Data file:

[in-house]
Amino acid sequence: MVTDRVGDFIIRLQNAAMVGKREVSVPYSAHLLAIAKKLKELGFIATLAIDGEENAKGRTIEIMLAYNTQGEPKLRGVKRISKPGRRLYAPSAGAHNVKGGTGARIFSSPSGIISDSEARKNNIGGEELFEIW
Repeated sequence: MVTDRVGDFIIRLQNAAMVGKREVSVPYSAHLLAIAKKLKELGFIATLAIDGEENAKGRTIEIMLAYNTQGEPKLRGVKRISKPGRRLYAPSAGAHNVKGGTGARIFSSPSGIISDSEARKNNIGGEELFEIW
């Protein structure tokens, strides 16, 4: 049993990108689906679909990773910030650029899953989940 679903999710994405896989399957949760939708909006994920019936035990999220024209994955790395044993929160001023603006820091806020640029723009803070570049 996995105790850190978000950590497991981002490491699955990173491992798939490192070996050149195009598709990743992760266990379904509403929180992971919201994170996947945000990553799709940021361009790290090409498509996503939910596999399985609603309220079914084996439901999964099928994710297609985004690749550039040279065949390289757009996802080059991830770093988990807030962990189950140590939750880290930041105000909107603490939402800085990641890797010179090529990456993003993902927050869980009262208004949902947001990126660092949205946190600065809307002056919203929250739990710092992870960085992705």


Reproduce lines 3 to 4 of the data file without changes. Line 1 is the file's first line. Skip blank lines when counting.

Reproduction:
Repeated sequence: MVTDRVGDFIIRLQNAAMVGKREVSVPYSAHLLAIAKKLKELGFIATLAIDGEENAKGRTIEIMLAYNTQGEPKLRGVKRISKPGRRLYAPSAGAHNVKGGTGARIFSSPSGIISDSEARKNNIGGEELFEIW
């Protein structure tokens, strides 16, 4: 049993990108689906679909990773910030650029899953989940 679903999710994405896989399957949760939708909006994920019936035990999220024209994955790395044993929160001023603006820091806020640029723009803070570049 996995105790850190978000950590497991981002490491699955990173491992798939490192070996050149195009598709990743992760266990379904509403929180992971919201994170996947945000990553799709940021361009790290090409498509996503939910596999399985609603309220079914084996439901999964099928994710297609985004690749550039040279065949390289757009996802080059991830770093988990807030962990189950140590939750880290930041105000909107603490939402800085990641890797010179090529990456993003993902927050869980009262208004949902947001990126660092949205946190600065809307002056919203929250739990710092992870960085992705």